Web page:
The make or break third album?
What do you do when you are no longer the hotly tipped new kids on the block? That’s a question that The Treatment are no doubt wrestling to answer on album number three. They’ve certainly paid their dues, from free gigs under the banner of Classic Rock on their first tour, to opening for everyone from Status Quo to Thin Lizzy, they’ve done it and they’ve impressed people – and if their live shows have perhaps been better than the two records so far (not counting the debut getting re-released with a couple of new tracks) that doesn’t mean the records haven’t been thoroughly enjoyable.
For this – on new label Frontiers, also home to the likes of Whitesnake – there’s been some changes. There’s a new singer in Mitchel Emms and new guitarist Tao Grey. The new line-up roared around the country alongside WASP last year and watching them, there did seem to a real sense that this time it was serious, that if it wasn’t quite make or break now it wasn’t far off.
And some four months or so later, that steely determination is all over “Generation Me”. It’s not like The Treatment have changed sound – there’s mercifully none of the growling that a lot of modern bands think they need to prove they are heavy – but there does seem to be a touch more spite on the riffs, and a little more of a devil may care attitude.
It’s not that “Generation Me” is a different side to the band either. It’s more that instead of being slightly timid and wanting to be invited to the party and hoping for the pretty girls, on this there is the confidence and swagger of a band that will gatecrash your gaff, and then leave with your girlfriend after drinking it dry.
With British Rock veteran Laurie Mansworth (who was involved in the early days of The Treatment’s obvious contemporaries, Heaven’s Basement, as well as being father to the drummer here, Dhani) and Iron Maiden’s sound man – and sometime Voodoo Six bass player – Tony Newton at the helm, there is all the pedigree in the world. All that’s needed is the songs to match, and my how The Treatment have delivered on that front this time.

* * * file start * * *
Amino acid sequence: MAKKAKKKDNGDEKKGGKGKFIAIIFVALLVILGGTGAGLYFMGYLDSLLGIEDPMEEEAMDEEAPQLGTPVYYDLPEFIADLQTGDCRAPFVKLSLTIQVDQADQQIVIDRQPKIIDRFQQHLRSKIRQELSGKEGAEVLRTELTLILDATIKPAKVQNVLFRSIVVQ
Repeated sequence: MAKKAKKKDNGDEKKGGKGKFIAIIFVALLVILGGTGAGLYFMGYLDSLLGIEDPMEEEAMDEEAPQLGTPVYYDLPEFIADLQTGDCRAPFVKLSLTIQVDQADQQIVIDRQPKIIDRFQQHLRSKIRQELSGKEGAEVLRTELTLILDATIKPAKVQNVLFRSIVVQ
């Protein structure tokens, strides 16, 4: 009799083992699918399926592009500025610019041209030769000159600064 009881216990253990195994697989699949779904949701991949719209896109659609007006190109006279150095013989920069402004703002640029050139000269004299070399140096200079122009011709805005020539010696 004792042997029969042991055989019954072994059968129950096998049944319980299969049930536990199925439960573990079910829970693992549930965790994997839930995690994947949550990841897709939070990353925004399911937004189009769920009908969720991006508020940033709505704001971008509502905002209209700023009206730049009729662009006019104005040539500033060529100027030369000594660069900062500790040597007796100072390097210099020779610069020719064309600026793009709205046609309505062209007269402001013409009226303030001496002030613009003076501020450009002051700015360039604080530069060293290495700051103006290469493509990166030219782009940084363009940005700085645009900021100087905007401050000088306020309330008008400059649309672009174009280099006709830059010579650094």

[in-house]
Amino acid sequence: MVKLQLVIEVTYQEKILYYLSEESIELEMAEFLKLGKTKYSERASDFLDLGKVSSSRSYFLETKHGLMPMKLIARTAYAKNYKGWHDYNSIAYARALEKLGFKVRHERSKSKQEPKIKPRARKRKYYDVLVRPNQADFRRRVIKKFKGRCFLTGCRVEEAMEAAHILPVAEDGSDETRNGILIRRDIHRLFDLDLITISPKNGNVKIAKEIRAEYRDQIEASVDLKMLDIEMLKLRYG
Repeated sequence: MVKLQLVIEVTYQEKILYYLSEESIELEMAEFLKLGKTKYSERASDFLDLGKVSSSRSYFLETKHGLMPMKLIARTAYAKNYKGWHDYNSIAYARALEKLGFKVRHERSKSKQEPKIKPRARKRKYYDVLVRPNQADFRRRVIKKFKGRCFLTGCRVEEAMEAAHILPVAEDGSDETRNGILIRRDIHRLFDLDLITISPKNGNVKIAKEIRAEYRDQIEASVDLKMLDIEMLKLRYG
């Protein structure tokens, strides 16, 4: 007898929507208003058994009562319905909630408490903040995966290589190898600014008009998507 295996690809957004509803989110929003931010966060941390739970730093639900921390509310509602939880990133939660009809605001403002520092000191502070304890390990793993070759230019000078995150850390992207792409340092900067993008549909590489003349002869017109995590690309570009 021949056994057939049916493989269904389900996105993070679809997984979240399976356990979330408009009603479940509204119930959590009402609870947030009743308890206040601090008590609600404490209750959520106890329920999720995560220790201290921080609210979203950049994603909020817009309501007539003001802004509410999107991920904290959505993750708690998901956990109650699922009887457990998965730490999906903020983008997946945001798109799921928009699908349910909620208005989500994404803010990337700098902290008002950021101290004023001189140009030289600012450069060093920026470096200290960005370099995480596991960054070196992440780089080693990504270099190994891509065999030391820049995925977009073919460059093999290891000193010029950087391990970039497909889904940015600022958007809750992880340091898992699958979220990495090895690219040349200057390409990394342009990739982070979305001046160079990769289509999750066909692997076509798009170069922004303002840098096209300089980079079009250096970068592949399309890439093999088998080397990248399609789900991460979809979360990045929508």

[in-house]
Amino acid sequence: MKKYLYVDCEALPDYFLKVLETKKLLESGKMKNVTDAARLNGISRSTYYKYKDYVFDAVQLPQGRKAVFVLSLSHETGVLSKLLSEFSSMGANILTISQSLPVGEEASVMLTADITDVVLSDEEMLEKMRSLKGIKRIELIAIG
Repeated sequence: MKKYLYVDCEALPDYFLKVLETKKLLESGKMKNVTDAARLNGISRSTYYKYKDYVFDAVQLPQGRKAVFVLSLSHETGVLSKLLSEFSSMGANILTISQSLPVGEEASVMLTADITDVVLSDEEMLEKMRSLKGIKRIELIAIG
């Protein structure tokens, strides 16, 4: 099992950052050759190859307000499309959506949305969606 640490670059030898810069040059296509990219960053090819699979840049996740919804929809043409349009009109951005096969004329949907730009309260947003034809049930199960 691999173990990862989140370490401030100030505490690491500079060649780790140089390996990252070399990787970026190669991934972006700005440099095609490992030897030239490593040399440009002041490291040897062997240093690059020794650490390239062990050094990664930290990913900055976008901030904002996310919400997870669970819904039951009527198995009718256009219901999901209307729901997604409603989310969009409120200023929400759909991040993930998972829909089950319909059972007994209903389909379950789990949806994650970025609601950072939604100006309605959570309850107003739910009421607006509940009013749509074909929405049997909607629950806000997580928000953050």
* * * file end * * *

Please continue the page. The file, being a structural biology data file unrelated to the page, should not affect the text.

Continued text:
Opener “Let It Begin” – and the same is true of most of the album – is built around a pounding, driving Airbourne-esque riff as Emms adds an aggression to things. “The Devil” is simple tale of doing naughty things with bad girls but it’s is brilliantly done, while “Tell Us The Truth” channels the punk spirit of early Motley Crue and is pretty pleased with itself.
With the first three done, there’s always the question of whether the quality can be maintained. Happily here, the answer is most certainly. The title track is arguably the best thing here, with its real anger and middle finger in the air attitude and “Cry Tough” barely conceals the idea that it quite likes AC/DC and can’t understand why they aren’t in stadiums themselves.
“We Are Beautiful” continues down the same road, and seems set to become their new anthem, the words “I won’t be denied” are positively spat out here, but that’s nothing compared to the ire reserved for whoever the subject of “Bloodsucker” is, and the band have never written lines like “I’m gonna hunt you fella until the day you die” before – mind you they’ve never written riffs this good either.
By the time that “Light The Sun” has raced off to the nearest horizon looking for trouble, you are left with but one conclusion: this is a new and improved version of what was always a very promising band. Rock’s most precocious young talent has grown up pretty spectacularly.